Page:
If Tavares has the patience to play two full seasons in the AHL prior to becoming a Maple Leaf, he will be a hero on a Toronto club in dire need of a pure goal scorer. But we know he wants a crack at the NHL badly, making this scenario about as likely as John Ferguson Jr. holding onto his job at the conclusion of this NHL season.

Monday, October 22, 2007

Why you should watch the 2007 World Series.

The participants in this year's fall classic were finalized last night when the Boston Red Sox completed yet-another comeback in the post-season. The Mighty BoSox won the final three games of their best of seven against the Cleveland Indians to advance toward the snow-covered tundra of Coors Field in Colorado (they literally had yesterdays practice snowed out).

If you haven't heard about the Colorado Rockies and their one loss over the last 22 games then you wouldn't be reading this, because you don't care about baseball. During this rare stretch of dominance, including 7-0 in the playoffs, the Rockies have proven to be strong -- albeit youthful -- on the mound, while productive and threatening at the plate throughout their line up. They also had the best defensive team in the National League throughout the regular season, and will carry this edge with them to Fenway Park. While the Rockies have outscored their opponent by a total of 73 runs during this stretch, the tango looming with Red Sox presents more than a few roadblocks that can crush their momentum and end their World Series dreams.

Pitching has been strong for the Rockies who boast a 2.85 ERA (combined) throughout this historic run, while holding opponents to a .232 batting average. However, aside from their ace, Canadian lefty Jeff Francis, valid concern can be expressed with regards to the remainder of the youthful Rockies staff. Not only will mounting pressure from the fans potential rattle their confidence, but the Colorado starters will face much stronger bats from the American League Champion Red Sox. If the Rockies' young arms can withstand imminent threads in the form of Ortiz-Manny-Lowell, and can stay relaxed at Fenway Park, they'll greatly enhance their chances of winning the World Series crown.

What happens to the hottest team in baseball when they get nine days off before the World Series? This is the most significant internal issue facing the Rockies, who've been bored all week while watching the ALCS play out and pitching simulated- and playing inter-squad games. Normally teams cool off significantly during extended layoffs as their mental focus, intensity and momentum waiver,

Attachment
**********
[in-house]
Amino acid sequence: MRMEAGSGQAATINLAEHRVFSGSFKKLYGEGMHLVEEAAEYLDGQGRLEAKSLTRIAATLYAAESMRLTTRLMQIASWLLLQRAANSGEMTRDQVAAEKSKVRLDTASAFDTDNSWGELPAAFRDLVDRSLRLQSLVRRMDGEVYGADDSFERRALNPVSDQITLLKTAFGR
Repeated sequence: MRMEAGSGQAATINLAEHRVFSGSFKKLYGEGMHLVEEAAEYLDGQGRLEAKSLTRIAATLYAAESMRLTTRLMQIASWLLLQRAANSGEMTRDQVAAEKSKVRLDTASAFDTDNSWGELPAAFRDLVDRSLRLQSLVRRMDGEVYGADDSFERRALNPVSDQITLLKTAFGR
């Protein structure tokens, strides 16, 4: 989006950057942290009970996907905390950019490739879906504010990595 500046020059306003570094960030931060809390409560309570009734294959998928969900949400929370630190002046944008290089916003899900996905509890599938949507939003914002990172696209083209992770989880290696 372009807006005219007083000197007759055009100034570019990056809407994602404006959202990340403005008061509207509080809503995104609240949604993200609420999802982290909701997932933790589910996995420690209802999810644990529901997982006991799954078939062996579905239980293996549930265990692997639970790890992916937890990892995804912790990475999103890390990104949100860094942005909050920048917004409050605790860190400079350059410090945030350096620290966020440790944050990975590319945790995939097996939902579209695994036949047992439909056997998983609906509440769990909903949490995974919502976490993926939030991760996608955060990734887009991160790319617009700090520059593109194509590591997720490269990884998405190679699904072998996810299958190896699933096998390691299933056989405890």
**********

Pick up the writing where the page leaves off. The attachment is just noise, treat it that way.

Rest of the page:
but whether or not this conventional wisdom applies to to the team in the midst of one of the greatest runs in post-season history will be worth watching. The Rockies bats will likely suffer some serious frostbite, not only based on the respective climates in Colorado and Boston, but because they haven't faced any real pitching in so long.

Unfortunately for the Rockies, this real pitching will come in the form of two of the best post-season pitchers of our generation in Josh Beckett and Curt Shilling, in addition to a shutdown closer, Jonathon Paplebon and respectable bullpen. Furthermore, the Red Sox start The Series with all cylinders smoking. They are getting production at the plate from their role players like Pedroia and Youkilis and have their big-time pitchers hungry and rested.

The Rockies will need more Cinderella-type magic to beat the Sox, however improbable it may seem that they'll extend their streak by the required 4 victories to close the season. Colorado fans will be hopeful that the magic remains, as it will make for a fantastic match-up. However, as the first four games of the Series play out, Beckett will likely win two starts, in addition to another guaranteed from the veteran Curt Shilling. Consequently, facing a projected 3-1 deficit starting Game 5, and the difficulty of winning two games at Fenway Park to stay alive, I like the eventual winner to be Boston in 6. Thus, it looks like the party will continue in the Boston-area as the Patriots stay undefeated, Boston College tops the NCAA football polls and the Red Sox win the World Series.

Monday, October 15, 2007

NHL '07-'08 -- The Best-of-the-Best Part One: The 60-goal scorer?

It's been a long time since the NHL saw a 60-goal scorer and the league is begging for this trend to be broken. Following Mario Lemieux's '95-'96 season in which he buried on 69 separate occasions, the NHL has failed to produce a single-season goal scorer exceeding the 59 goals potted by Pavel Bure of the Florida Panthers in '00-'01. While some have ventured closely -- like Jonathan Cheechoos' Thornton-aided 56-goal campaign in '05-'06, and the most recent victor of the Rocket Richard Trophy, Vinny Lecavalier, with 52 -- the screeching reduction in goal scoring is well documented.